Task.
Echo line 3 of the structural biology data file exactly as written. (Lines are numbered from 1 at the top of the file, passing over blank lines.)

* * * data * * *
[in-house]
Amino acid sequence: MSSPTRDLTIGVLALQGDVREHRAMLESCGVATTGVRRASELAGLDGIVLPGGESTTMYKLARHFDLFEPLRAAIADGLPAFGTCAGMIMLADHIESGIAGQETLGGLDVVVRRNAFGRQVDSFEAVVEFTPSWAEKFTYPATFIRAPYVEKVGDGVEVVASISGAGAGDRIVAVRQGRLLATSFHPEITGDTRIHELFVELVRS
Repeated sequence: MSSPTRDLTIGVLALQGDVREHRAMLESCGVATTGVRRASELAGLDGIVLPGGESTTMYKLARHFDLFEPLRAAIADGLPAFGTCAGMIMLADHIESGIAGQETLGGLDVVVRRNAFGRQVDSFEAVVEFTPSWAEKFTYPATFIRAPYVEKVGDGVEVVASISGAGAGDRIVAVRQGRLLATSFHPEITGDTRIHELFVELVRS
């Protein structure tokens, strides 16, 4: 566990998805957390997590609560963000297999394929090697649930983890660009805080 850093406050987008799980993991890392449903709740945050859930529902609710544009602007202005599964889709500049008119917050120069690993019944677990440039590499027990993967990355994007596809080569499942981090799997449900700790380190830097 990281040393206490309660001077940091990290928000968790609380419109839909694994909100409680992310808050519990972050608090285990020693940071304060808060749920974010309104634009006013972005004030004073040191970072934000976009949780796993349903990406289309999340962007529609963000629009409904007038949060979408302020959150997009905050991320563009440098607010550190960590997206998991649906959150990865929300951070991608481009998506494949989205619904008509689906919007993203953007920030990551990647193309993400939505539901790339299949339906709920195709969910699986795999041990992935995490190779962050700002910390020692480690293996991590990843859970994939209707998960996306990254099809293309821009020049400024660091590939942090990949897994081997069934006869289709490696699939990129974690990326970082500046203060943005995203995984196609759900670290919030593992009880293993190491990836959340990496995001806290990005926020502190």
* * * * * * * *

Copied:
Repeated sequence: MSSPTRDLTIGVLALQGDVREHRAMLESCGVATTGVRRASELAGLDGIVLPGGESTTMYKLARHFDLFEPLRAAIADGLPAFGTCAGMIMLADHIESGIAGQETLGGLDVVVRRNAFGRQVDSFEAVVEFTPSWAEKFTYPATFIRAPYVEKVGDGVEVVASISGAGAGDRIVAVRQGRLLATSFHPEITGDTRIHELFVELVRS